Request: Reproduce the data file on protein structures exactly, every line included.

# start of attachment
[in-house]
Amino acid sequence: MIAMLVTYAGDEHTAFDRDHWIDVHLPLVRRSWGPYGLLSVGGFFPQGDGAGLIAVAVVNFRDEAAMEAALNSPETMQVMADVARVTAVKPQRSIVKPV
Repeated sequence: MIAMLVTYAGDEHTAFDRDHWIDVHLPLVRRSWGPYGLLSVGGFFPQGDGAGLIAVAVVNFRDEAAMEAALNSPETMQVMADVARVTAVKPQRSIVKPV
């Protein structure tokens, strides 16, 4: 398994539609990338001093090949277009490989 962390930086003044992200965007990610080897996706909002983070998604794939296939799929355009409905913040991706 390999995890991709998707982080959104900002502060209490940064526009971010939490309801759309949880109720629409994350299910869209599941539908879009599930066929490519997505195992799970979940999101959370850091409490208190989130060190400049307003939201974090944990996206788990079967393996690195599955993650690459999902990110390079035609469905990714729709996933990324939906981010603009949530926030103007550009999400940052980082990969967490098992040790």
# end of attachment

[in-house]
Amino acid sequence: MIAMLVTYAGDEHTAFDRDHWIDVHLPLVRRSWGPYGLLSVGGFFPQGDGAGLIAVAVVNFRDEAAMEAALNSPETMQVMADVARVTAVKPQRSIVKPV
Repeated sequence: MIAMLVTYAGDEHTAFDRDHWIDVHLPLVRRSWGPYGLLSVGGFFPQGDGAGLIAVAVVNFRDEAAMEAALNSPETMQVMADVARVTAVKPQRSIVKPV
């Protein structure tokens, strides 16, 4: 398994539609990338001093090949277009490989 962390930086003044992200965007990610080897996706909002983070998604794939296939799929355009409905913040991706 390999995890991709998707982080959104900002502060209490940064526009971010939490309801759309949880109720629409994350299910869209599941539908879009599930066929490519997505195992799970979940999101959370850091409490208190989130060190400049307003939201974090944990996206788990079967393996690195599955993650690459999902990110390079035609469905990714729709996933990324939906981010603009949530926030103007550009999400940052980082990969967490098992040790």